There have been real achievements in Afghanistan, but leaving puts them at risk

Now is an appropriate juncture to push back against fatalism and despair and protect our achievements for the future.

Now is an appropriate juncture to push back against fatalism and despair and protect our achievements for the future

Since President Obama’s 2009 announcement of a ‘surge’ in Afghanistan that simultaneously announced the date of withdrawal, the western focus in Afghanistan has shifted to the exits.

The steady drizzle of bad news since then has reinforced this sense that it’s over, we’ve had enough and we’re leaving.

American and British troops quit Helmand in late October, basically ceding it to Taliban control. On Tuesday John Sopko, the head of the American auditor mechanism (SIGAR) said that efforts to promote economic growth in Afghanistan have ‘accomplished nothing.’

Given that it is not yet too late to avoid a repeat of Iraq, where hard-won gains were liquidated by the total withdrawal of western forces, it seems like an appropriate juncture to push back against this fatalism and despair.

Afghanistan has of course been very badly managed by the west. Some have blamed a ‘diversion’ of resources to Iraq for this but if the west cannot cope with two small wars at once we’re in real trouble, plus Iraq was always far more important in the war against Islamist totalitarianism.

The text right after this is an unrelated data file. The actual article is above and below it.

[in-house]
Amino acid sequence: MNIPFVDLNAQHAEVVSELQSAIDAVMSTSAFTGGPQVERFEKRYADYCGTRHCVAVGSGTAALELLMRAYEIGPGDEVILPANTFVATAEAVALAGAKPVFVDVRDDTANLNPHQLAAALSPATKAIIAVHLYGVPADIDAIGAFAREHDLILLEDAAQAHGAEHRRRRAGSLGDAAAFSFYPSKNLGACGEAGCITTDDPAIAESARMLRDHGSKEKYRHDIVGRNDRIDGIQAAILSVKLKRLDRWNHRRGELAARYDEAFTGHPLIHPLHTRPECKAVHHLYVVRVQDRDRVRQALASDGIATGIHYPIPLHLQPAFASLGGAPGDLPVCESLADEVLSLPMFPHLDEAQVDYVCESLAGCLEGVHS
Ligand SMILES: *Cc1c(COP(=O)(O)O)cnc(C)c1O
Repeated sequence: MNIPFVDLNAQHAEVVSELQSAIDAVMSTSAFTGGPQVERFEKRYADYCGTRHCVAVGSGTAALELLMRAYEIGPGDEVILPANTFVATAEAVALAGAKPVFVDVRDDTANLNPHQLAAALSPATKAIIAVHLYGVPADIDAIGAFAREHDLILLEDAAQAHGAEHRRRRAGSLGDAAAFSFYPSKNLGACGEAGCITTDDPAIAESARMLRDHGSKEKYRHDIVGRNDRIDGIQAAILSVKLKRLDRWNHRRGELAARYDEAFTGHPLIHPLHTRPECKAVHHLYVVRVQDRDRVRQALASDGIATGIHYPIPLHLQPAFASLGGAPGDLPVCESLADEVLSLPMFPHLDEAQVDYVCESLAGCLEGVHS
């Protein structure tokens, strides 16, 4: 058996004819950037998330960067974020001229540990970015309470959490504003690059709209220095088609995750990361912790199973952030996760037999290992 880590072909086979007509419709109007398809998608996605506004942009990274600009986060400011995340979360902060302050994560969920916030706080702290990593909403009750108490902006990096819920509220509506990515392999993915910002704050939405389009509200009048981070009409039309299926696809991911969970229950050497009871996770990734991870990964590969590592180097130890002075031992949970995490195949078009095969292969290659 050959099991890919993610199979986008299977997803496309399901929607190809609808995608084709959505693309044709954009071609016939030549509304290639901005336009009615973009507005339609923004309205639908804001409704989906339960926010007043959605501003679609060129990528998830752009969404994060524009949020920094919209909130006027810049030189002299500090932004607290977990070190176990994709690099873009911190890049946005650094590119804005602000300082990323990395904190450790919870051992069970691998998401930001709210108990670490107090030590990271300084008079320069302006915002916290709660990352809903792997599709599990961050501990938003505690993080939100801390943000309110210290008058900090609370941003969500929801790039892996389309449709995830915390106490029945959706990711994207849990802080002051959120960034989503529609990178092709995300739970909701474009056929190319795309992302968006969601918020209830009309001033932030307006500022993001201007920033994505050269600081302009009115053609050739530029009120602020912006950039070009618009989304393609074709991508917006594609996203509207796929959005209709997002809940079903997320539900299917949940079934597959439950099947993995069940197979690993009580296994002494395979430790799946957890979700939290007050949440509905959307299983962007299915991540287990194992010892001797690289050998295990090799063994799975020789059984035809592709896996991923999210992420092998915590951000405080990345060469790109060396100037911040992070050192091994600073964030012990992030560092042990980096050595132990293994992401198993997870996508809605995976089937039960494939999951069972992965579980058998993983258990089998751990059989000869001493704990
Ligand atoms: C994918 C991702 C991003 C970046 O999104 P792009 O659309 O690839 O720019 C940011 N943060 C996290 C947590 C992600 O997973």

Whatever the reason, however, the mismanagement in Afghanistan does not even suggest that the mission was unworthy. And the truth is that there have been real accomplishments to the western regency in Afghanistan.

We have removed from al-Qaeda its most important operating base. Throughout the 1990s al-Qaeda trained up to 20,000 jihadists at camps in Afghanistan, jihadists who then caused misery and mayhem around the globe from Bosnia to Algeria to Chechnya and finally on our own streets.

Handing back control of a state to al-Qaeda, where it can train and equip fighters, distribute cash and passports, and plot mass-casualty attacks against us without fear of disruption should be unthinkable.

We have shattered the enemy’s propaganda, which it relies on for recruits and finance. Al-Qaeda sought to position itself as the vanguard of a global Islamist insurgency. Like all insurgencies, this thrived on the sense of momentum and inevitability, and the west had played along.

‘Hit them and they will run,’ Osama bin Laden repeatedly said of the Americans. America gave up in Vietnam because of the casualties, it took just a few casualties to get them out of Beirut and Somalia, Americans hadn’t had the nerve to finish with Saddam Hussein in 1991, and there was then an escalating series of attacks up to  up to 9/11, and each time nothing serious was done.

The mujahideen had defeated the Soviet superpower: ‘Dealing with the pampered and effeminate Americans will be easy,’ bin Laden concluded. He and his followers did not expect the American-led counterstroke to the 9/11 massacre; they thought the US would up sticks in the region and leave the non-theocratic regimes to be overturned by Wahhabist revolutions.

We destroyed one of the most medievally cruel regimes of the modern era. Afghanistan’s women were freed from the attempt to erase them from view, and minorities like the Hazara were freed from attempts to physically erase them.

We have raised the average life expectancy of Afghans from 42 years to 62 years. Next time some witless propagandist harps on about the West ‘killing Muslims’, it might be nice if the extra 100,000 Afghan children per year who now live because of medical facilities supplied by the west were factored into their arithmetic.